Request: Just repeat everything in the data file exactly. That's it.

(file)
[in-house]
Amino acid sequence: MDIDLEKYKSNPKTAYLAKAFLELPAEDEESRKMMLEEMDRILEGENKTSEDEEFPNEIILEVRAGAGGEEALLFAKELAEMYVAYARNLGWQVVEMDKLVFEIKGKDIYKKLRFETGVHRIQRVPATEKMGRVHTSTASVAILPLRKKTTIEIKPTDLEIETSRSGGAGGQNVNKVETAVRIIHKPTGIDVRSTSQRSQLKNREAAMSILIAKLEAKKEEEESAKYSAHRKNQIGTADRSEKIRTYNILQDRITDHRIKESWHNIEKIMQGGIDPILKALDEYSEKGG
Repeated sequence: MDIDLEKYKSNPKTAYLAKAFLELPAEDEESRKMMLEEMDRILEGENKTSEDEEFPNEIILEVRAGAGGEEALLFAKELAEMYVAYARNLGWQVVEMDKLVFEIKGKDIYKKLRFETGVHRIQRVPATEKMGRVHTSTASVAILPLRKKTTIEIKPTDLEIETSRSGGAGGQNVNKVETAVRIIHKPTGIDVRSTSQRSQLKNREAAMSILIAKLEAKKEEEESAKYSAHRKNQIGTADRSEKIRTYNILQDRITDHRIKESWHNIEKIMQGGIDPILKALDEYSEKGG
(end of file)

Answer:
[in-house]
Amino acid sequence: MDIDLEKYKSNPKTAYLAKAFLELPAEDEESRKMMLEEMDRILEGENKTSEDEEFPNEIILEVRAGAGGEEALLFAKELAEMYVAYARNLGWQVVEMDKLVFEIKGKDIYKKLRFETGVHRIQRVPATEKMGRVHTSTASVAILPLRKKTTIEIKPTDLEIETSRSGGAGGQNVNKVETAVRIIHKPTGIDVRSTSQRSQLKNREAAMSILIAKLEAKKEEEESAKYSAHRKNQIGTADRSEKIRTYNILQDRITDHRIKESWHNIEKIMQGGIDPILKALDEYSEKGG
Repeated sequence: MDIDLEKYKSNPKTAYLAKAFLELPAEDEESRKMMLEEMDRILEGENKTSEDEEFPNEIILEVRAGAGGEEALLFAKELAEMYVAYARNLGWQVVEMDKLVFEIKGKDIYKKLRFETGVHRIQRVPATEKMGRVHTSTASVAILPLRKKTTIEIKPTDLEIETSRSGGAGGQNVNKVETAVRIIHKPTGIDVRSTSQRSQLKNREAAMSILIAKLEAKKEEEESAKYSAHRKNQIGTADRSEKIRTYNILQDRITDHRIKESWHNIEKIMQGGIDPILKALDEYSEKGG